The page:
Thursday was yet more packing. The things that had gone into the boxes had to be taken out and recorded. It doesn’t feel like there is a lot but the boxes certainly took up a good amount of space in our small apartment.
I went to my chiropractor appointment in the middle of the day–my last one. The session was good but what did make said was saying goodbye. I’d been coming once a week soon after we arrived in Toronto so that’s two years of appointments. In some ways I’ve probably seen her more often, and definitely more regular, than some of the friends I’ve made her.
We hugged goodbye and she waved the session’s fee for me as a farewell, and said she hoped I come back, if not permanently, then for a visit. I had a few tears in my eyes as I left her office.
I went for lunch at Loblaw’s. Because it’s pride, a drag queen was performing in the foyer. People stopped and watched, took photos, clapped. I got choked up again. Not because she was bad (she wasn’t) but because I thought it was so wonderful that this could happen and I felt the contrast with Australia was so stark. There were no jeers, no awkwardness. It was just fun and part of life. I ate my lunch grateful that I’d been able to live in such a place.
As probably my last tourist activity for Toronto, I walked to Queens Park to go on a tour of the parliament building. It had been on my list since we moved here but had always been passed over for something else. Today was the day.
The tour started at 1:30. There was me, four French woman and a German one. Parliament wasn’t sitting so we were able to go into the lower house, down on the level where the MPPs (Member of Provincial Parliament) sit. The guide was excellent and slipped easily between English and French without skipping a beat. I was able to understand a bit of the French too.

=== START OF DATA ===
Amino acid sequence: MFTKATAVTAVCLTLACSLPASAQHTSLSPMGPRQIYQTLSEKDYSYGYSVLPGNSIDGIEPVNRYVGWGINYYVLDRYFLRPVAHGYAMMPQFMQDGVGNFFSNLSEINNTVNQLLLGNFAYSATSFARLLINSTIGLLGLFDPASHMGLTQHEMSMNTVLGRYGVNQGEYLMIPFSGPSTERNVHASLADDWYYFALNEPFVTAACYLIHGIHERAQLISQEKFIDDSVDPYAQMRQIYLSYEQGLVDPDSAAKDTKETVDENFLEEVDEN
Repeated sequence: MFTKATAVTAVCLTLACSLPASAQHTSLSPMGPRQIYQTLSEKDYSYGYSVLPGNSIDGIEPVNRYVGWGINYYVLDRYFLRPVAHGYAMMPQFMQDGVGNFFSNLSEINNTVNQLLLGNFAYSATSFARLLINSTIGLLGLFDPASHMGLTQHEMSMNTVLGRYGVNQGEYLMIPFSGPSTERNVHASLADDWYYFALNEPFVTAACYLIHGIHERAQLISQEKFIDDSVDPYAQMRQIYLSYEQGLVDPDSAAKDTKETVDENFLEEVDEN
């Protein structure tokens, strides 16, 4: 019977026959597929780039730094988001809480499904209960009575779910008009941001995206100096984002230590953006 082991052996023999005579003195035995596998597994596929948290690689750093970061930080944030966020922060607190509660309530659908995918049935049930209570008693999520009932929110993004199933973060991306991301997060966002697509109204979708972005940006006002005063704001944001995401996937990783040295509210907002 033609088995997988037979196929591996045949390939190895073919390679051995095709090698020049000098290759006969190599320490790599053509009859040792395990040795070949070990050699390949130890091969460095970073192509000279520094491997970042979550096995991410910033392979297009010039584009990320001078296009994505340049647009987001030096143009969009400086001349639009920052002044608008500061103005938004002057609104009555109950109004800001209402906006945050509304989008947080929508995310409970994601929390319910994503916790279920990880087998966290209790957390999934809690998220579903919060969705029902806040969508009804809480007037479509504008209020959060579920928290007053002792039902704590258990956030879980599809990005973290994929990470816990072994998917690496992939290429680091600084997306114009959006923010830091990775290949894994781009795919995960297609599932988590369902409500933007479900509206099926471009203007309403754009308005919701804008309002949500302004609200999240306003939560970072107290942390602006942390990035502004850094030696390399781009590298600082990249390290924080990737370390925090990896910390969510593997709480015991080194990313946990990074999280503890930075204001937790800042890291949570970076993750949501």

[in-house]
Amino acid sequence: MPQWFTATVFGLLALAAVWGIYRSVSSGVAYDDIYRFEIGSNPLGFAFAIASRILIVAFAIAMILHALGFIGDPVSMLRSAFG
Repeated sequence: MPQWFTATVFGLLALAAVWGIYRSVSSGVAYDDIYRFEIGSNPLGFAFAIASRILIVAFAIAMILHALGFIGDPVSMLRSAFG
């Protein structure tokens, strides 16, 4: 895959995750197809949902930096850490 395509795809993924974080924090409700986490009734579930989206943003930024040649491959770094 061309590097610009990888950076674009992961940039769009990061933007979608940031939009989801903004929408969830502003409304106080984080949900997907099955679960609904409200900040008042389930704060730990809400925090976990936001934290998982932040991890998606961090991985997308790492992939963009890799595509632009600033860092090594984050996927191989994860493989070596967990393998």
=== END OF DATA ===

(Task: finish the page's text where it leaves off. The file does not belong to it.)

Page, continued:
I learned that about 100 12-13 year olds spend a few weeks at the parliament each year and act kind of like ball boys for the MPPs. They sit on the third step where the Speaker sits (the only other people who are allowed to do so) and take the MPPs water or pass papers between them. Talk about a political education. I thought their presence was meant to remind the politicians to be civil and not make stupid decisions but I doubt it.
The guide explained a bit about the building, particularly the carvings around the room. There are a bunch of animals, included an owl facing the ruling party (to inspire wisdom) and an eagle facing the opposition (to remind them to be eagle-eyed of the ruling party).
There were also a few faces carved into the walls. Most of them are of the sculptors but one is of Queen Victoria, except you’d never know it. Apparently the original didn’t look happy enough so they carved a wider grin on her and now she looks like a jack-o-lantern.
From the lower house we went upstairs into the west wing of the building. From the outside Queens Park looks like one complete structure but inside it’s a mix. As to be expected, there was a fire in the building in something like 1909. (It’s been a bit of a running joke for Glen and I that wherever we’ve been, particularly in parliament buildings, there’s always been a fire.)